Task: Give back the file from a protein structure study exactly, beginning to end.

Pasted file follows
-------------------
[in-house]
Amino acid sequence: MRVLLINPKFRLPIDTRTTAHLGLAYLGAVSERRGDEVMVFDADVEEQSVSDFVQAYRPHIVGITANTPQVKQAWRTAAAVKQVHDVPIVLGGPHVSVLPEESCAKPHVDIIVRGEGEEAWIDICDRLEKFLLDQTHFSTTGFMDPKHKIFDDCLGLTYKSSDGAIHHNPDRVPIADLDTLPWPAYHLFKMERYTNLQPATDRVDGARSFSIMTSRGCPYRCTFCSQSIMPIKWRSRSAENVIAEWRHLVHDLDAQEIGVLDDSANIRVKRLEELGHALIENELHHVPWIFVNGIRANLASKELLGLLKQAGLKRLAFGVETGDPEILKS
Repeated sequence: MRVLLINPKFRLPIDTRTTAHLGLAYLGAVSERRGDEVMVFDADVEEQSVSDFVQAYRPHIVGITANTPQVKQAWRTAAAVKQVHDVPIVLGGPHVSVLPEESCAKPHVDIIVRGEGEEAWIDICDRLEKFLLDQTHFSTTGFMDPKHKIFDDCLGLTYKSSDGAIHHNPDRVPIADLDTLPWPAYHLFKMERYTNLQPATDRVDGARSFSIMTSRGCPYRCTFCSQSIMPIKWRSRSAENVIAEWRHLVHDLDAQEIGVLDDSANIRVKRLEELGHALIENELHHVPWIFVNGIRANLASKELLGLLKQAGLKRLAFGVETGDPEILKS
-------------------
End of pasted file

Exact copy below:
[in-house]
Amino acid sequence: MRVLLINPKFRLPIDTRTTAHLGLAYLGAVSERRGDEVMVFDADVEEQSVSDFVQAYRPHIVGITANTPQVKQAWRTAAAVKQVHDVPIVLGGPHVSVLPEESCAKPHVDIIVRGEGEEAWIDICDRLEKFLLDQTHFSTTGFMDPKHKIFDDCLGLTYKSSDGAIHHNPDRVPIADLDTLPWPAYHLFKMERYTNLQPATDRVDGARSFSIMTSRGCPYRCTFCSQSIMPIKWRSRSAENVIAEWRHLVHDLDAQEIGVLDDSANIRVKRLEELGHALIENELHHVPWIFVNGIRANLASKELLGLLKQAGLKRLAFGVETGDPEILKS
Repeated sequence: MRVLLINPKFRLPIDTRTTAHLGLAYLGAVSERRGDEVMVFDADVEEQSVSDFVQAYRPHIVGITANTPQVKQAWRTAAAVKQVHDVPIVLGGPHVSVLPEESCAKPHVDIIVRGEGEEAWIDICDRLEKFLLDQTHFSTTGFMDPKHKIFDDCLGLTYKSSDGAIHHNPDRVPIADLDTLPWPAYHLFKMERYTNLQPATDRVDGARSFSIMTSRGCPYRCTFCSQSIMPIKWRSRSAENVIAEWRHLVHDLDAQEIGVLDDSANIRVKRLEELGHALIENELHHVPWIFVNGIRANLASKELLGLLKQAGLKRLAFGVETGDPEILKS